I force myself to stop daydreaming of the ass-whupping Snowdor would deliver to his icy enemies, but because I still need something to distract myself from worrying that this delay will doom my father, I work with Orlaith on forms of the verb to be. I’ve noticed she often leaves it out of her sentences. I think we’ve scored a breakthrough when her ears perk up and she says, "Someone is coming!"

I clap a couple of times and say, “You are such a smart hound! You did that very well!”

"No, is not practice. Someone is coming. Real. Now."

“Oh! I think we should go behind the table, in case they get angry at trespassers.” I suddenly feel like Goldilocks caught eating porridge when the three bears come home. Perhaps I should update the old tale to “Redhead and the Five Yeti.”

I grab Scáthmhaide and hurry behind the table, the only available cover in the hall should the yeti throw or shoot before talking. With that in mind, I start to talk—yell, really—in Old Irish, so that they won’t be surprised by my presence.

“Welcome home! I come from Manannan Mac Lir to bring you bacon! I am Granuaile MacTiernan, a Druid of Gaia! Please come in and warm yourselves! I have a fire going!”

"Not moving now. Or they move quiet," Orlaith reports.

I repeat my friendly greeting and hope it carries well enough to be understood. We are some distance away and catercorner from the exit now, so there is a small sort of foyer outside my vision into which the yeti can step without my seeing them. I still know when they do, however, because the ambient light from outside darkens perceptibly, indicating the presence of something huge blocking it.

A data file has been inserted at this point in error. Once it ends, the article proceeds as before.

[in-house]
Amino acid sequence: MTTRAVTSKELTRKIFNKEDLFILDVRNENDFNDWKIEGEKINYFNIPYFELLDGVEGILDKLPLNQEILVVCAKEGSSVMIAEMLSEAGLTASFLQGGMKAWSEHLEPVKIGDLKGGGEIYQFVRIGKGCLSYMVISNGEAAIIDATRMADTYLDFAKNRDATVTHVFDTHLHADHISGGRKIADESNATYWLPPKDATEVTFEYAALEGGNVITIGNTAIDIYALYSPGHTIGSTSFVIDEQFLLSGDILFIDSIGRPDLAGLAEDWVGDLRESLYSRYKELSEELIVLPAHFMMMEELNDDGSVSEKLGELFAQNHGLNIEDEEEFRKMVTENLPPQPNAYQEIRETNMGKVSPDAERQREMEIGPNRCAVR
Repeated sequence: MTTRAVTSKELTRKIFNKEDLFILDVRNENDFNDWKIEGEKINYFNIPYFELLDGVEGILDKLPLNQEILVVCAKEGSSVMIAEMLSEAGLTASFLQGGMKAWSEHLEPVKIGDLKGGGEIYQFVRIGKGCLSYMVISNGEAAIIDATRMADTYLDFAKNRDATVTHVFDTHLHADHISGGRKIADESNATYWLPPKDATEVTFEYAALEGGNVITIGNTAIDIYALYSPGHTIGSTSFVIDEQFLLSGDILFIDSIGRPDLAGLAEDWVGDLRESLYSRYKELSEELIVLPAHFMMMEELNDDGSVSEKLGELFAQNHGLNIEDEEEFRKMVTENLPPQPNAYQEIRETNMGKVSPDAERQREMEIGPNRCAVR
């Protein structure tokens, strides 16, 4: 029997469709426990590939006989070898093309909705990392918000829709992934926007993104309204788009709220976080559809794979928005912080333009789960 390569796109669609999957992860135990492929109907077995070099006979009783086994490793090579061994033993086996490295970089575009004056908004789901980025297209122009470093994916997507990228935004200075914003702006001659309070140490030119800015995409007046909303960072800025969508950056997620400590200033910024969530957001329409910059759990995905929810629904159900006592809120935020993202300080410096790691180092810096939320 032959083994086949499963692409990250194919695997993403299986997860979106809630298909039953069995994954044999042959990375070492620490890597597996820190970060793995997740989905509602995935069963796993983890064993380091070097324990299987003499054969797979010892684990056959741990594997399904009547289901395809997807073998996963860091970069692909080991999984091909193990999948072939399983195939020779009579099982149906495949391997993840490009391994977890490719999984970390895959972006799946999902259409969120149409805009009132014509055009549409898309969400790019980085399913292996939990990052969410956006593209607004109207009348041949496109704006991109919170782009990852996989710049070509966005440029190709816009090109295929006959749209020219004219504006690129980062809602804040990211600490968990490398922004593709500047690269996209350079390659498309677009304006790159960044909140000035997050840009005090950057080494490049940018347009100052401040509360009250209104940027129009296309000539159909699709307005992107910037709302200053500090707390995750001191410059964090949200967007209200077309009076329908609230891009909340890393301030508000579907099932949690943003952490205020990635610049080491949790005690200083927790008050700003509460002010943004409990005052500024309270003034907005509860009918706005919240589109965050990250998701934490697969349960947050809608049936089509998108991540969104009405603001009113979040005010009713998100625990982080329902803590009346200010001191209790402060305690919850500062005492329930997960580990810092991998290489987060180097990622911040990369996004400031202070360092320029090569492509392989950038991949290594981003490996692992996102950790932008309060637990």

A flurry of snow blows into the room, some of it hissing and melting as it drifts near the fire pit, and then a solid mass of snow above eye level moves cautiously around the corner. A half-moon peeks around the stone.

“Hello!” I say. “Well met!” And I reiterate that I’m a Druid sent by Manannan Mac Lir, father of the yeti. I hold up the paper-wrapped package of bacon, then toss it gently onto the table.

The figure that steps out of the entrance and into my view appears to be my daydream of Snowdor come to life. It is an almost shapeless goliath of white powder, humanoid in figure but lacking features—except for the significant fact that it stands close to eight feet tall. It holds still, perhaps waiting to see if I will attack, and when I do not, its head turns slightly to take in the fire nearby.